Justice News

Principal Deputy Director Katharine Sullivan of the Justice Department’s Office on Violence Against Women Delivers Remarks at Annual International Family Justice Center Conference
Fort Worth, TX
United States
Tuesday, April 24, 2018

Thank you all for attending this amazing International Family Justice Center Conference. A special welcome goes out to our international visitors, particularly the European Family Justice Center Alliance team and the team from Moldova.

Thank you to Casey Gwinn and Gael Strack for their tireless leadership in building collaborative responses to domestic violence for more than 30 years. The Power of Hopegivers is a perfect theme for this conference.

This is the only conference in the country supported by the Office on Violence Against Women (OVW) that measures outcomes in attendees to demonstrate improvements from this training. We are glad to support a conference with such clearly measured outcomes.

It is an honor to be with you here today and highlight the valuable role of Family Justice Centers, as well as the importance of addressing near-fatal strangulation cases, working effectively with victims who experience more than one type of crime, and using multidisciplinary teams to investigate, prosecute, and advocate for all victims of crime.

It is also exciting to hear about how Camp HOPE America is helping children exposed to trauma. I saw so many young people come through my courtroom who were profoundly affected and severely traumatized by being raised in abusive homes. For these children and teens, programs like Camp HOPE America are vital to breaking the cycle and becoming whole again.

We all know the impact of childhood trauma in producing the next generation of offenders and, in some cases, victims. The opioid crisis has also posed many challenges for service providers and first responders as they struggle to help victims of family violence and sexual assault.

I know all of you care deeply or you would not be called to work with survivors. As I talk to people in the field across this nation, I hear so many say, “It’s not enough! There are still so many being abused and assaulted!” I have felt this way myself many times.

But today, I urge you to think about all the amazing accomplishments you have already made. By focusing on one survivor at a time, one prosecution or investigation at a time, we are planting seeds – seeds that grow into these beautiful Family Justice Centers and Camp HOPE America, for instance.

I have had the great privilege of being on the front lines to see the impact of the Violence Against Women Act (VAWA), particularly in the criminal justice system. I was in Washington, DC when VAWA first passed in 1994. As a prosecutor in 2000, I handled the very first cases prosecuted under new, much stronger, domestic violence laws in Colorado. I helped educate our law enforcement officers on proper investigation techniques.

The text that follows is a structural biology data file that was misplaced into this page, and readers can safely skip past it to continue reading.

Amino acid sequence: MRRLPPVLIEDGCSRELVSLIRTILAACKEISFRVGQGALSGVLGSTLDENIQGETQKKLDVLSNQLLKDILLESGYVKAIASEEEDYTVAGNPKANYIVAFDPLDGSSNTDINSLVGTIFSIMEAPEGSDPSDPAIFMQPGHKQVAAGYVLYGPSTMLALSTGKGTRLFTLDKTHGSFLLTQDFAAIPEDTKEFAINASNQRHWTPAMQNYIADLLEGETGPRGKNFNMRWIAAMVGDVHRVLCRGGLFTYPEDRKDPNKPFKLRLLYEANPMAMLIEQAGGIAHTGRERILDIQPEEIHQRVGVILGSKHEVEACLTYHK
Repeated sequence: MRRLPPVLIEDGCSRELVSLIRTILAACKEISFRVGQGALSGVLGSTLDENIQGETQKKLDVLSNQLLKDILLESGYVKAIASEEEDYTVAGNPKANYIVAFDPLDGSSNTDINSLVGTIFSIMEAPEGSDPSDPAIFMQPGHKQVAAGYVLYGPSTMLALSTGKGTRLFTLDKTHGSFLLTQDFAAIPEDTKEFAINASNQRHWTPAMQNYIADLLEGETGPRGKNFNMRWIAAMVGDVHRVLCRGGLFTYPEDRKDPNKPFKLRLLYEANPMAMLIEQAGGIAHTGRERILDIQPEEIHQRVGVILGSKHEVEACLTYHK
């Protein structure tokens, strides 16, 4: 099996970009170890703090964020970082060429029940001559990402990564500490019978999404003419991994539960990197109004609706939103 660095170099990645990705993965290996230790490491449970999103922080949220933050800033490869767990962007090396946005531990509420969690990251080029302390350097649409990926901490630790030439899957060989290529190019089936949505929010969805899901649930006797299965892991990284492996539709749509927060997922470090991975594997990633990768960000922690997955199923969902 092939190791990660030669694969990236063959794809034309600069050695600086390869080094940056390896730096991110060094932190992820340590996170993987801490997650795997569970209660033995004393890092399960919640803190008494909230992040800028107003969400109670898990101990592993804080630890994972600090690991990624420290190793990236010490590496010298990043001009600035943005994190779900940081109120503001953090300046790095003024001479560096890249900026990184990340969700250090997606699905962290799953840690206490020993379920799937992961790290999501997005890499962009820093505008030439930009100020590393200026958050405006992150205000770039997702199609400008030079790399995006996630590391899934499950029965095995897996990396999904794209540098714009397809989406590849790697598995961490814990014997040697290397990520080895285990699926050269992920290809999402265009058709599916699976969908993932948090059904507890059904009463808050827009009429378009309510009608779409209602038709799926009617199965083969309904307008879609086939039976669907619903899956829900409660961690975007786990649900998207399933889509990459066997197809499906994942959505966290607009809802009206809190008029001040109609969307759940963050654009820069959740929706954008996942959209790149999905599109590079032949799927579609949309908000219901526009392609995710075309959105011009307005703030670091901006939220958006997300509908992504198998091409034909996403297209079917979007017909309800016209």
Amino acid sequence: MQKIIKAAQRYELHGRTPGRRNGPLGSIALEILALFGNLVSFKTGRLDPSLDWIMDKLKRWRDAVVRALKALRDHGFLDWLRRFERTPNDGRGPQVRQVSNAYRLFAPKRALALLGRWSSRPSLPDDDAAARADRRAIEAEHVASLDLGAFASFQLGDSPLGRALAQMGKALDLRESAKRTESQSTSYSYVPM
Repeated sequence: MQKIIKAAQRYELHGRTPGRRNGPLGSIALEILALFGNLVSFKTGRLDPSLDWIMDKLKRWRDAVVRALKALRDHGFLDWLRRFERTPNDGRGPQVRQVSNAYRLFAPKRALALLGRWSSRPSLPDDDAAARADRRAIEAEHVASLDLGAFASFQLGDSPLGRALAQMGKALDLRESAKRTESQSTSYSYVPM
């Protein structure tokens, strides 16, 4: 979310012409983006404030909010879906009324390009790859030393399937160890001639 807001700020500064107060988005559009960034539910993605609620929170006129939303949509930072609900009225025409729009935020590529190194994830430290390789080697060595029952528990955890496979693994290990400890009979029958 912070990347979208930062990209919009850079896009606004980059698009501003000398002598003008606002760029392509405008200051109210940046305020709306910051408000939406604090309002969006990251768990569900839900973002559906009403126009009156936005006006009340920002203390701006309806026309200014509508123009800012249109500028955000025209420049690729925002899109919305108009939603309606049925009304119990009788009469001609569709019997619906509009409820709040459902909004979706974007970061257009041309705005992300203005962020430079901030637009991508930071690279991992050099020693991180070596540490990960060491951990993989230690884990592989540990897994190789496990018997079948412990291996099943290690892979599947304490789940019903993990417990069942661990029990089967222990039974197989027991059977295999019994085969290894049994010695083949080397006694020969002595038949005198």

We developed effective advocacy and services for victims of crime, and we worked tirelessly to hold offenders accountable. As a private practitioner, I assisted survivors in pursuing restraining orders and divorces.

In my last 11 years serving as a state court trial judge, I developed protocols in the courtroom to protect victims. I presided over thousands of domestic violence and restraining order cases, and I experienced firsthand an effective coordinated community response.

Think about this: In my 17 years working in the criminal justice system, we have gone from initial implementation of domestic violence laws to offering nuanced wrap-around services that meet survivors where they are.

Family Justice Centers embody this progress. Casey Gwinn recognized that having all services under one roof helps the community coordinate a response to domestic violence, sexual assault, dating violence, and stalking. Offenders are held accountable because law enforcement and prosecutors are a key component of the Centers. The Family Justice Center model meets the complex and diverse needs of adult and child survivors of many types of crime.

There is no doubt a multidisciplinary team approach to combatting violence is the approach that works. I created and presided over two problem-solving courts in my time as a judge, and I know that there is magic in the team. It is very powerful to bring together committed, caring representatives from law enforcement, the District Attorney’s office, and victim service providers to share ideas and develop solutions unique to each community.

Now I challenge you to take the next step and find ways to coordinate with Project Safe Neighborhoods. This initiative is very important to Attorney General Jeff Sessions as we strive to reduce violent crime and make our communities safe for all.  

I am honored to provide leadership to OVW as we support thousands of direct service organizations across the country and champion collaborative models like Family Justice Centers, Project Safe Neighborhoods, and other types of coordinated community responses and multi-agency centers.

The future of our work must be better collaboration, closer working relationships, and partnering across every agency that touches the lives of victims. The future will be integrated models that produce greater accountability for offenders and safety, hope, and healing for adult and child survivors. I look forward to working with all of you to achieve that future.

Thank you for all you do. You are in our hearts and thoughts always.


Updated April 24, 2018